September 13, 2005

More On Tribes

It appears that Elizabeth and I took away very different messages from the post about Tribes. I agree that the author might have come across as smug, and I disagree with many of his comments on modern-era politicians (e.g., George Bush et al). I believe that the message shouldn't be confused with the way it is said, but Elizabeth and I seem to take away different core messages. Here's what I took from the article.

  1. Race is not a primary determining factor in people's behavior. The best and worst of human behavior can be found in people of all races.
  2. Classification of people should not be done by race, gender, socioeconomic class, etc. It should be based on the actions of the people.
  3. The author calls these groupings of people "Tribes."
  4. Different tribes have different characteristics. Some solve their problems, some choose to blame others for their own problems. Some are independent and self-sufficient, and some are totally dependent on outside forces for their support.
  5. Membership in a Tribe is decided by the individual. You choose your own behavior, and thereby what "tribe" you belong to.
  6. Some people just go and help in the best way they can. Others (he accuses celebrities) present the image of helping, without doing a serious amount of work.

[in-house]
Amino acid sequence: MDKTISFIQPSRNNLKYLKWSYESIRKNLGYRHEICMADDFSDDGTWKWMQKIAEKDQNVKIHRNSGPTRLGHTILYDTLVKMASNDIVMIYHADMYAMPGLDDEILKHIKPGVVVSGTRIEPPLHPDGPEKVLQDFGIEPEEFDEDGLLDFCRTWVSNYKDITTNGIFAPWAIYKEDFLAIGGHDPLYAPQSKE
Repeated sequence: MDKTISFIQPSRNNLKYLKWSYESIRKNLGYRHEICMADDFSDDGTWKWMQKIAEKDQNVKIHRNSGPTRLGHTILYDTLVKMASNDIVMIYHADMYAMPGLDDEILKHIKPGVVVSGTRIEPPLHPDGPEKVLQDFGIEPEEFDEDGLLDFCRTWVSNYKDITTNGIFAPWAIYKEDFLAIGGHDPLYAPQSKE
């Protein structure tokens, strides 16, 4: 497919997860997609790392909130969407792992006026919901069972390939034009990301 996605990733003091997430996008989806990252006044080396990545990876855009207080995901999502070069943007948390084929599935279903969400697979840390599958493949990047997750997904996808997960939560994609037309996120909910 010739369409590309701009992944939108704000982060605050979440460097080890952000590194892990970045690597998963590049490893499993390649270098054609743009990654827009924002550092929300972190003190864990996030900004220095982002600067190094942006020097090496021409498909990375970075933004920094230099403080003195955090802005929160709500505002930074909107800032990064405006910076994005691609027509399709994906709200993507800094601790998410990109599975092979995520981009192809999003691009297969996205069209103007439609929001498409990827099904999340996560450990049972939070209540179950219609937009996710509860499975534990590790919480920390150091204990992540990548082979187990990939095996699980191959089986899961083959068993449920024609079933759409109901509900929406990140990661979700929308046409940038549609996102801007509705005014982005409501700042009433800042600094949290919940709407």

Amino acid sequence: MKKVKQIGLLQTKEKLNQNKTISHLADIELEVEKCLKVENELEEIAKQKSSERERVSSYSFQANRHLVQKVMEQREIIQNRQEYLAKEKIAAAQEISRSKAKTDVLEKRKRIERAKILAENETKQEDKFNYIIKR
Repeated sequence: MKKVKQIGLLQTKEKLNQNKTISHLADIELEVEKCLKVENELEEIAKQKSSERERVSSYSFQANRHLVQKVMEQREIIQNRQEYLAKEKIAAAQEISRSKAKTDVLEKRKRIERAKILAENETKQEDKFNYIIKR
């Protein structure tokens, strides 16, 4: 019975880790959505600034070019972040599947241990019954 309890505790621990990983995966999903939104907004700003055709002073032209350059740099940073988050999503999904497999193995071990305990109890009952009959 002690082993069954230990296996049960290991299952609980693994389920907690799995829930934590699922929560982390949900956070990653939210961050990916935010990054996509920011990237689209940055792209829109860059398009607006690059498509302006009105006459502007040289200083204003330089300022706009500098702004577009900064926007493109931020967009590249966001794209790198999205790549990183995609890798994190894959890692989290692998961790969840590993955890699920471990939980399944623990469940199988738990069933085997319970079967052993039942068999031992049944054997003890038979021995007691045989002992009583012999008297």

7. The overwhelmin majority of people are not violent (at least as reflected in the assault and murder rates). A small minority are violent, even sociopathic. Some of the non-violent people choose their life paths as protectors, which is a noble calling. Many others act as protectors, even if it's not their vocation.
  8. Comparing the response of the so-called protector class in the cases of 9/11 and Katrina shows widely different behaviors, especially at the ruling level (i.e., mayors).
  9. It is important for society to have some number of protectors to keep society safe from both natural disasters and the sociopathic tribe.
All the other stuff he posted involved gross generalities (Pink vs. Grey) and self-aggrandizing examples. But the core messages I list above were ones I saw value in.

In addition to everything the author stated, I also inferred that people can generally identify who is in their tribe, although they can sometimes be wrong. People are occasionally surprised by someone they thought they knew well.

If the author was smug or self-centered, that's his problem - it doesn't detract from the message that tries to see the inner value of people instead of their surface characteristics.

Posted by Tom Nugent at September 13, 2005 09:49 AM
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